“There’s not much culture when it comes to crate-digging in India — take Delhi’s population for example,” posits Mittal. “Two crore people, and like, three record stores. That’s nothing compared to the amount of people. If you have to be a collector in India, you have to go really deep to find records. By that, I mean you have to go into chor bazaars and antique shops. It’s not really a crate-digging culture, as much of a ‘finding and discovering’ culture. It’s not like you go to a town and there’s a record store over there. Rather, you go to a town, spend a day or two just to try and find out if there is someone who, by chance, is selling records out there. It’s a lot more tedious compared to Europe, for example,” he sighs.
For the most part, much of his own experiences with being a collector come with this sometimes-frustrating occasionally rewarding process of churning cultural gold from the bustling underbelly of urban India — everything from matchboxes to vintage posters, cassettes, and even vintage paper bags. (He’s not much of a compact disc fan.)
Despite the challenge involved, Mittal — through his own giveaways and trade networks for records — embraces and encourages the idea of building a collection from scratch, ignoring the ‘snob value’ sometimes associated with the crate-digging world. “Don’t go into it thinking that it’s a very tedious hobby,” cautions Mittal to newcomers. “Just be casual about it. Relax. At the end of the day, they’re just records — just another way of listening to music. Just buy records you like, store them, and play them with care, and buy a good record player for them — avoid cheap ones that damage your records, and just have a good time.”
“There’s something to be said about Mittal’s reminder that vinyls ought to be cherished, played, and enjoyed rather than shown off, which explains much of their modern-day appeal. The format allows us to really listen to an album with a degree of attention and reverence that’s almost ritualistic. My own experiences with collecting vinyl taught me these ‘rituals’. The long gazes at the artwork, the reading of the pamphlets, the lowering of the needle — all deliberate, measured actions that stood in stark contrast to hitting shuffle on an AIgenerated playlist. My own collection was, in fact, an attempt at reconstructing the playlists my parents would have created in their late teens, turning my father’s record player into less of a music box and more of a time machine.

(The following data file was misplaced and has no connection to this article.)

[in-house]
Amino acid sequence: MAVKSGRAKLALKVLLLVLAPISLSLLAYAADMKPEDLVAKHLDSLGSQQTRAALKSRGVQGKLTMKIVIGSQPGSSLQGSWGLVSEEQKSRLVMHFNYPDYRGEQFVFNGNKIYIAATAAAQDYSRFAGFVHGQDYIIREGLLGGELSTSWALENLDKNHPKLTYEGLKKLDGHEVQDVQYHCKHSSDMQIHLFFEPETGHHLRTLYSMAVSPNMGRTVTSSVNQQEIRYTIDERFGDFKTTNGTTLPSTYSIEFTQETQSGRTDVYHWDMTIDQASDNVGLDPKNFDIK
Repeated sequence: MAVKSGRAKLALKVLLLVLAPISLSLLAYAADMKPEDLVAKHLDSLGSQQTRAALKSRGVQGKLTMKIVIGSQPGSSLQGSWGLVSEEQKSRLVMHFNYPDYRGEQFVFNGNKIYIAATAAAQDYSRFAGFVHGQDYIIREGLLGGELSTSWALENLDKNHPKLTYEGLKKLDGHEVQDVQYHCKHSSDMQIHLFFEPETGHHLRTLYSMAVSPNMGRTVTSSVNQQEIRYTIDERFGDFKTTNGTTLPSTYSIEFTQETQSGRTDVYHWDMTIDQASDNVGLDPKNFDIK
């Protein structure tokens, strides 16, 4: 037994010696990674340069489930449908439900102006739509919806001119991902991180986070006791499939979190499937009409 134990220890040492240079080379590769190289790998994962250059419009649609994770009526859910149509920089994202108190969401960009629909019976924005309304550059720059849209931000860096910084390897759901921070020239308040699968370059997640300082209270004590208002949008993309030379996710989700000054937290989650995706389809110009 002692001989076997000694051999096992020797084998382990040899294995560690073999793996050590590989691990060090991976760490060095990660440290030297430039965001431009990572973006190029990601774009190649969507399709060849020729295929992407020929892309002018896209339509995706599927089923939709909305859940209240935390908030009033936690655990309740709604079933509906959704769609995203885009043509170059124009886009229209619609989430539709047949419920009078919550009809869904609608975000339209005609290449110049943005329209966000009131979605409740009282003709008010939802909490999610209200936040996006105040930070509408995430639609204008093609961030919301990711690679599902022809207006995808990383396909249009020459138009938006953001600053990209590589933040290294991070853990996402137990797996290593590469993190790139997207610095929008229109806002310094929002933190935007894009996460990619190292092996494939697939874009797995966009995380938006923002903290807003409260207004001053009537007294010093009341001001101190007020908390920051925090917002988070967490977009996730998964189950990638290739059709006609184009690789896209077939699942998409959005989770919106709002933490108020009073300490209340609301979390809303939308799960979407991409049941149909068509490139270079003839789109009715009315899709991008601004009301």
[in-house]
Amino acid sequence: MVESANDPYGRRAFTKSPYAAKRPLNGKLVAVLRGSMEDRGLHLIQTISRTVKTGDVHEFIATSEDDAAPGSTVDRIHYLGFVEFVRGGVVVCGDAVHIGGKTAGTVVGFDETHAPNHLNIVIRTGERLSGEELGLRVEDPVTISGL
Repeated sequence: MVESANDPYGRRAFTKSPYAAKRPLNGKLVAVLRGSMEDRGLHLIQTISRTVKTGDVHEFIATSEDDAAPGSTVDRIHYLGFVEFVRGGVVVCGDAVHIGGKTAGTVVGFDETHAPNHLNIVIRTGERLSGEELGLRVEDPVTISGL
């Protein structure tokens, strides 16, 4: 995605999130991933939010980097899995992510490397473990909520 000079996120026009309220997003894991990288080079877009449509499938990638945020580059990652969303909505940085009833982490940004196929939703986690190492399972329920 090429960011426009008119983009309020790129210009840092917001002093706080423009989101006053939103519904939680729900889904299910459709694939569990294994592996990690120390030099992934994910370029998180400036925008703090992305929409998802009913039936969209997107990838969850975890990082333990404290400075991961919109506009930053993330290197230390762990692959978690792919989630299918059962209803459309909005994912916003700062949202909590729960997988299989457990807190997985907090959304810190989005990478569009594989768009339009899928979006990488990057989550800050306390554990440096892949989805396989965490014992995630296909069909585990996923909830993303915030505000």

Mittal agrees, and even shares those musical moments in the past that he’d have loved to see in person. “I have a soft spot for stuff from the last century — the last 40, 50 years, for sure. I think the folk era, like Cohen, Dylan would be really cool — just to be around them and people like Joan Baez and George Harrison.” Looking towards the future, Mittal aims to evolve the record industry with ambitions of recreating the discoverand-reissue model in India. “What happened with Rupa’s Disco Jazz? That’s an album that released over four decades ago. A label from Chicago, finds it, gets in touch with whoever owns the copyrights, and they reissue it,” explains Mittal. “I want to hopefully start a label in the future where I reissue old Indian records and put them out again for the whole world.”
“The kind of uploads I like to make are songs that just don’t exist anywhere,” enthuses Mittal. “Even if two people comment on it, saying that they’re hearing a track after 30 years, that makes my day.”
Images: Public Domain, Nishant Mittal